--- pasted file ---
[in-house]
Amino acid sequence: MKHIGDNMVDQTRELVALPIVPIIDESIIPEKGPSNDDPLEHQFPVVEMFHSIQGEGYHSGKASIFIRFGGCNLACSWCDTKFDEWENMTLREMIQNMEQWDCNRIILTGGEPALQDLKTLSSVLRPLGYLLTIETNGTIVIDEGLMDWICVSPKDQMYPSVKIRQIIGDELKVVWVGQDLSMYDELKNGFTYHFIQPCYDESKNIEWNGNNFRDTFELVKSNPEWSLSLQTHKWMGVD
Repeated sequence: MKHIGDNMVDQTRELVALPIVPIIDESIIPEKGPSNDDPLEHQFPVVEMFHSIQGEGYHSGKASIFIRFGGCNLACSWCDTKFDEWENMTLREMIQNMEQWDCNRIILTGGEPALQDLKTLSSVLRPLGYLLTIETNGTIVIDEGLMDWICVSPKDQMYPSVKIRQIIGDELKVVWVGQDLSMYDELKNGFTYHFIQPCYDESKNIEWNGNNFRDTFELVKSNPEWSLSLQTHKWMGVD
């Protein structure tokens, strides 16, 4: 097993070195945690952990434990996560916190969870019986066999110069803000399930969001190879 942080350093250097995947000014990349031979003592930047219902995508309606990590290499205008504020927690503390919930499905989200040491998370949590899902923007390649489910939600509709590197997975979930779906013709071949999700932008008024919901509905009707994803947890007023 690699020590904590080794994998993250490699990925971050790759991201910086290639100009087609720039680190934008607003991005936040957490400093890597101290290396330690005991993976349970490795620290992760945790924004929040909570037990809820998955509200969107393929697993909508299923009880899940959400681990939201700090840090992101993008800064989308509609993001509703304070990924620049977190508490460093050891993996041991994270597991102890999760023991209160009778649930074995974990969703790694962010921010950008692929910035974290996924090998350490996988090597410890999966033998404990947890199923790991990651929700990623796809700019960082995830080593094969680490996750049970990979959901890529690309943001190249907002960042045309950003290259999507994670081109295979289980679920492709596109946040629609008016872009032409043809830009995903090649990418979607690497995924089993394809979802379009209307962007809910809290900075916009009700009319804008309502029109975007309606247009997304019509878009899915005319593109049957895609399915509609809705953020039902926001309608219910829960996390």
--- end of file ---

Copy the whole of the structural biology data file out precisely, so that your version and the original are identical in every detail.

[in-house]
Amino acid sequence: MKHIGDNMVDQTRELVALPIVPIIDESIIPEKGPSNDDPLEHQFPVVEMFHSIQGEGYHSGKASIFIRFGGCNLACSWCDTKFDEWENMTLREMIQNMEQWDCNRIILTGGEPALQDLKTLSSVLRPLGYLLTIETNGTIVIDEGLMDWICVSPKDQMYPSVKIRQIIGDELKVVWVGQDLSMYDELKNGFTYHFIQPCYDESKNIEWNGNNFRDTFELVKSNPEWSLSLQTHKWMGVD
Repeated sequence: MKHIGDNMVDQTRELVALPIVPIIDESIIPEKGPSNDDPLEHQFPVVEMFHSIQGEGYHSGKASIFIRFGGCNLACSWCDTKFDEWENMTLREMIQNMEQWDCNRIILTGGEPALQDLKTLSSVLRPLGYLLTIETNGTIVIDEGLMDWICVSPKDQMYPSVKIRQIIGDELKVVWVGQDLSMYDELKNGFTYHFIQPCYDESKNIEWNGNNFRDTFELVKSNPEWSLSLQTHKWMGVD
């Protein structure tokens, strides 16, 4: 097993070195945690952990434990996560916190969870019986066999110069803000399930969001190879 942080350093250097995947000014990349031979003592930047219902995508309606990590290499205008504020927690503390919930499905989200040491998370949590899902923007390649489910939600509709590197997975979930779906013709071949999700932008008024919901509905009707994803947890007023 690699020590904590080794994998993250490699990925971050790759991201910086290639100009087609720039680190934008607003991005936040957490400093890597101290290396330690005991993976349970490795620290992760945790924004929040909570037990809820998955509200969107393929697993909508299923009880899940959400681990939201700090840090992101993008800064989308509609993001509703304070990924620049977190508490460093050891993996041991994270597991102890999760023991209160009778649930074995974990969703790694962010921010950008692929910035974290996924090998350490996988090597410890999966033998404990947890199923790991990651929700990623796809700019960082995830080593094969680490996750049970990979959901890529690309943001190249907002960042045309950003290259999507994670081109295979289980679920492709596109946040629609008016872009032409043809830009995903090649990418979607690497995924089993394809979802379009209307962007809910809290900075916009009700009319804008309502029109975007309606247009997304019509878009899915005319593109049957895609399915509609809705953020039902926001309608219910829960996390």